Analyst Howard Seymour reiterated his ‘buy’ recommendation and target price of £15.10 on the stock, after it reported an 8% profit rise in the first half. The shares were trading up 6.5%, or 71.5p, at £11.66 at the time of writing.

‘Kier shares have been hit by sentiment relating to issues in the wider sector, though full-year results and confidence about the outlook indicate Kier has no such issues,’ said Seymour.

‘Indeed, we believe the merits of Kier’s integrated model will show through after a period of transition so that investors should expect annual double-digit earnings growth as the fruits of this strategy drive organic growth out to 2020.’

He said based on the opportunities ‘the shares are too cheap - notably shown by the fact that the yield [of 5.5%] is double that of the sector’.

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Key stats
Market capitalisation£69m
No. of shares out171m
No. of shares floating107m
No. of common shareholdersnot stated
No. of employees51
Trading volume (10 day avg.)m
Turnover£24m
Profit before tax£3m
Earnings per share1.92p
Cashflow per share2.14p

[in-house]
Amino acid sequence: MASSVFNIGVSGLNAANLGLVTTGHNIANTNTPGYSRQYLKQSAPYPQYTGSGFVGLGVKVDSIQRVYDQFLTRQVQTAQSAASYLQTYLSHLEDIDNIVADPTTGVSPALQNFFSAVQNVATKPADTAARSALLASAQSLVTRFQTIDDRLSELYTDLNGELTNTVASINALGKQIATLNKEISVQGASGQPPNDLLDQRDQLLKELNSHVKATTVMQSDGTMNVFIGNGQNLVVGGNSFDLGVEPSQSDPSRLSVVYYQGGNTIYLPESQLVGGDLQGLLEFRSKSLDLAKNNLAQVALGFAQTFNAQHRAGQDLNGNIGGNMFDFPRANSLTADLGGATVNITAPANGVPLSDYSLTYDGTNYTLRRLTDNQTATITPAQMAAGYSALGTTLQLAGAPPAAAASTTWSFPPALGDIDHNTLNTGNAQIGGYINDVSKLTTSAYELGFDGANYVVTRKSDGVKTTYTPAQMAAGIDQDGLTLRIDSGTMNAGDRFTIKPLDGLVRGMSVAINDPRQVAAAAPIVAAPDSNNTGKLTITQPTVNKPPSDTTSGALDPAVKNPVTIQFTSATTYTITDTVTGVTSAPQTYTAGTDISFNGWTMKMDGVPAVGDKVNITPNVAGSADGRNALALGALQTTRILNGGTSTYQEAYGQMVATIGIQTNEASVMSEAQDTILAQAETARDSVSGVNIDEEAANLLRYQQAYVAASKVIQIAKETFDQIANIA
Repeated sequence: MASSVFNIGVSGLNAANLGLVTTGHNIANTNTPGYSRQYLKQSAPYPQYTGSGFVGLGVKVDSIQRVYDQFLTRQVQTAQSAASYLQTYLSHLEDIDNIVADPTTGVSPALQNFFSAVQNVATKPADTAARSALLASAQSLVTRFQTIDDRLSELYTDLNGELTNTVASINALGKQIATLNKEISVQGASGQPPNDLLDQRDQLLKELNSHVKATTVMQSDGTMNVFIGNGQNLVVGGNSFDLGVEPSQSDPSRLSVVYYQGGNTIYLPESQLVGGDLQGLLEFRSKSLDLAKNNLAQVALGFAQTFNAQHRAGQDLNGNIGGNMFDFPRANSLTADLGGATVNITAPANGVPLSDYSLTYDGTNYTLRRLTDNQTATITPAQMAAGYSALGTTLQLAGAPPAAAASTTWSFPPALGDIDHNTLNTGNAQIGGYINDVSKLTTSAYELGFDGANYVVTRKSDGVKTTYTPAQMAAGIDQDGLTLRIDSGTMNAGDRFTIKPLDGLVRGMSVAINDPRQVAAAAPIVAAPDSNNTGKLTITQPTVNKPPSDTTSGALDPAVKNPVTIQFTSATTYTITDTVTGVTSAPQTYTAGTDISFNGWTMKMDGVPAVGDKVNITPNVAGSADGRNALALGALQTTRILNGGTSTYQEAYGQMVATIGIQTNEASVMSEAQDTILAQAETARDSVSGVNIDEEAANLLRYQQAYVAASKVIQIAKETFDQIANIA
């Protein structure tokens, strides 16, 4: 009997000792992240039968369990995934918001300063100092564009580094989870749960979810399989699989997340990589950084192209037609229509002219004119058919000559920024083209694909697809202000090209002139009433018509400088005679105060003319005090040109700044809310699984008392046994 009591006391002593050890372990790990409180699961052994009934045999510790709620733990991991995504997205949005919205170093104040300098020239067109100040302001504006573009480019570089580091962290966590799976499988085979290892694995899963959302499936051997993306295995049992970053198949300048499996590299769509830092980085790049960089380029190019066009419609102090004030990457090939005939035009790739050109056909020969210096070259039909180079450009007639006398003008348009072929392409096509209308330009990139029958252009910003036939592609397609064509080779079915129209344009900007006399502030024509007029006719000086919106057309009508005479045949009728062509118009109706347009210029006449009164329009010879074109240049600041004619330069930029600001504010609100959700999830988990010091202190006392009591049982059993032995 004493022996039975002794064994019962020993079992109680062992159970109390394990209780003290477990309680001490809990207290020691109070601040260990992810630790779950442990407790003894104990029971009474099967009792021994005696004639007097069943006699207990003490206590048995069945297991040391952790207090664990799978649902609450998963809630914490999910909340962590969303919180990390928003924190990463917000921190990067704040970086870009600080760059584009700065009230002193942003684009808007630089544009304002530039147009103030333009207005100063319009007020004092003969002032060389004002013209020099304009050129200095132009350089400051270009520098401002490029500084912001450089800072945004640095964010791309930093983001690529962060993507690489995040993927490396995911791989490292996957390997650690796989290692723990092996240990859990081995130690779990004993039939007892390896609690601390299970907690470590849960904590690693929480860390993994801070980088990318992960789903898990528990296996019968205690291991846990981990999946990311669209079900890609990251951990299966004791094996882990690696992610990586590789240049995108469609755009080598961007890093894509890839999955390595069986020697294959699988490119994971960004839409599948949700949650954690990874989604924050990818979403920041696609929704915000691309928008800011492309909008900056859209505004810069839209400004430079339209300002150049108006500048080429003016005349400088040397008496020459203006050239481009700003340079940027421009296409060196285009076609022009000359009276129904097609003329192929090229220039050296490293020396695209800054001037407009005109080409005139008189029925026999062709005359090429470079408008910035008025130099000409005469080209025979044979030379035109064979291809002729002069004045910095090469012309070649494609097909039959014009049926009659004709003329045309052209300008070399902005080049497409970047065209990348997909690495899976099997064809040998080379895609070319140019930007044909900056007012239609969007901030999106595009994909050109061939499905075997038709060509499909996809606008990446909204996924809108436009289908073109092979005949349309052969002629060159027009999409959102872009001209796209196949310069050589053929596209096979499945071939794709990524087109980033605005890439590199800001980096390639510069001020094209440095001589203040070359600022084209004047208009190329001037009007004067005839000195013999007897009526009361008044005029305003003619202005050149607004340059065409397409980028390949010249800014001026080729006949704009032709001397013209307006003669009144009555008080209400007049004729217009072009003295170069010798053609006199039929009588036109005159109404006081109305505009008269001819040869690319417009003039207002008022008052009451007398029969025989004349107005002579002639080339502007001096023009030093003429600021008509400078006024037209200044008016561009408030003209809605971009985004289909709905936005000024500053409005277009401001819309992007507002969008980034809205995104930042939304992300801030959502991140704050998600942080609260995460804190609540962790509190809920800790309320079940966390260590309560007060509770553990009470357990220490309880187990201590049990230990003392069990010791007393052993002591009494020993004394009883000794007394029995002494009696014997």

Cash per share11.99p

Miton looks cheap, says Peel Hunt

The valuation of Miton Group (MGRM) is still underestimating the prospects for the investment manager, according to Peel Hunt.

Analyst Stuart Duncan retained his ‘buy’ recommendation and target price of 50p on the shares following first half results that he said ‘clearly demonstrate the momentum that Miton is delivering’.

Assets were up 15% to almost £3.5 billion and while profits of £2.9 million were down on the same period last year, they were up on the second half of 2016. The shares rose 2.7% to 40.6p yesterday.

‘Miton is currently enjoying a period of positive momentum with increased diversification of the business beneficial to the longer-term prospects,’ said Duncan.